Based on data published by the ITU – International Telecommunication Union on the GSM Association’s (GSMA) Green Power for Mobile program – they report the GSMA to expect to see 118,000 new base stations to be powered with renewable energy sources by 2012, many of which operating in off grid conditions.

This trend has been confirmed by a very recent market study from Fuel Cell 2000 (ref S. Curtin and J. Gangi Fuel Cell 2000 The Business Case for Fuel Cells September 2010) in which a number of business case for Fuel Cells and hydrogen in the Telecom market are reported identifying a significant potential for these technologies.

However, although a significant number of projects are going on, FC are still primarily used as back-up power sources. The number of demonstration of RBS powered using H2 & FC integrated with local RES has been limited so far and there is a lack of data to further rise the interest of potential users. Moreover, there is a lack of European activity in this field and this represents a limit to the diffusion of this technology which could instead already represent a more efficient solution compared to standard configuration and could furthermore be instrumental to further diffusion the use of renewable energy sources. Furthermore the field operations will produce a complete set of info with respect to fundamental issues as life duration, cyclability, maintenance schemes, etc.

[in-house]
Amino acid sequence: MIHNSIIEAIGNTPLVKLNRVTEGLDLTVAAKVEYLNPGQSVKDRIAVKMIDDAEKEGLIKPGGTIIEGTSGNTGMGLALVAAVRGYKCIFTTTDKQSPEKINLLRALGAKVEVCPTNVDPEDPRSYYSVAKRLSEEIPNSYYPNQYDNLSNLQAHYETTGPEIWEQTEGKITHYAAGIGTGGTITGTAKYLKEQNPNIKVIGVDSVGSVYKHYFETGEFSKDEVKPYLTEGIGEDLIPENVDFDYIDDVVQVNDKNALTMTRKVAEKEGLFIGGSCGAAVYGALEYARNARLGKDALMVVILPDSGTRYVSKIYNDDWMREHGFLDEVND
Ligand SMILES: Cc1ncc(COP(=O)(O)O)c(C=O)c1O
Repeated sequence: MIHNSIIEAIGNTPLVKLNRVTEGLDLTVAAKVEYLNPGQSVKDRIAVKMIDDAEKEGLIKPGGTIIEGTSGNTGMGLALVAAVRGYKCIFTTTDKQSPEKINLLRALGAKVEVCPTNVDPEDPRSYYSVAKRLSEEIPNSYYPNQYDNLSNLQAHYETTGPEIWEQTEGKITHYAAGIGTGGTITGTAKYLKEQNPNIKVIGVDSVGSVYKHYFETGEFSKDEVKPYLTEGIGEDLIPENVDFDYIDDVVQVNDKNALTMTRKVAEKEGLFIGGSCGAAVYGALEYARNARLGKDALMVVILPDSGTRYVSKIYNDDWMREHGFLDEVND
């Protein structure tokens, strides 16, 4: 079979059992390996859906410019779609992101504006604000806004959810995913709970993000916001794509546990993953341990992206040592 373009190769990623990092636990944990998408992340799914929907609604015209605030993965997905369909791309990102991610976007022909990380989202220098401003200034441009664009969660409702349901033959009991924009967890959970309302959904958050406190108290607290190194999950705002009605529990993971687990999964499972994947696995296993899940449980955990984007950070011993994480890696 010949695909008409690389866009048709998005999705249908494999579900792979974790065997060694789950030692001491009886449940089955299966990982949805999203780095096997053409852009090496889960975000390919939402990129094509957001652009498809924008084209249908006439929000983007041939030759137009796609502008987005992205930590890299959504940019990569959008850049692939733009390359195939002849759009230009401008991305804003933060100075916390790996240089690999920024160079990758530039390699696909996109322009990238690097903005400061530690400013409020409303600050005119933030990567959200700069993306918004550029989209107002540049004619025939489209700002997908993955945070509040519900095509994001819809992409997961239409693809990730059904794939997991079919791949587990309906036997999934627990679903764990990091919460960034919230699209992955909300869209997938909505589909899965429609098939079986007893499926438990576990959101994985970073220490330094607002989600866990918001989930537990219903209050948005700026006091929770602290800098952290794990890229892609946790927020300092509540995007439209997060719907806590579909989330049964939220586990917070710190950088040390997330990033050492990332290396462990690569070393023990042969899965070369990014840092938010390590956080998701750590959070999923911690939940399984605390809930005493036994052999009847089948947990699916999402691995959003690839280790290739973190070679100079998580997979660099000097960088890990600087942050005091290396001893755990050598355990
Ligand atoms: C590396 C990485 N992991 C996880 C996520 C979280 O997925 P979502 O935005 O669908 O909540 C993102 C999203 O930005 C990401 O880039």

With this situation in mind, the FCpoweredRBS Project aims to establish a significant demonstration across a number of EU countries of an off-grid power generation solution. This implies a concerted effort with a greater number of units at the same time being tested at several sites, which provides a level of reliability in data across test sites. The project will also work on the development of a benchmark protocol for the FC technology for the reference application field to be added in parallel to the available benchmark protocols. This procedure will be developed and implemented by independent parties (the R&D centre participating the project and the JRC which is a reference lab to this aim), providing further reliability and a point of reference for final users, who now know how their units perform in relation to the benchmark data. The project will also connect with parallel ongoing FCH-JU project focusing on both Telecom applications and off-grid operations.

Dissemination will be another fundamental project activity to inform potential users of the high level of technical performance achieved to increase the level of awareness about this technology both in the target industries and to the large public.


Demonstration Project for Power Supply to Telecom Stations through FC technology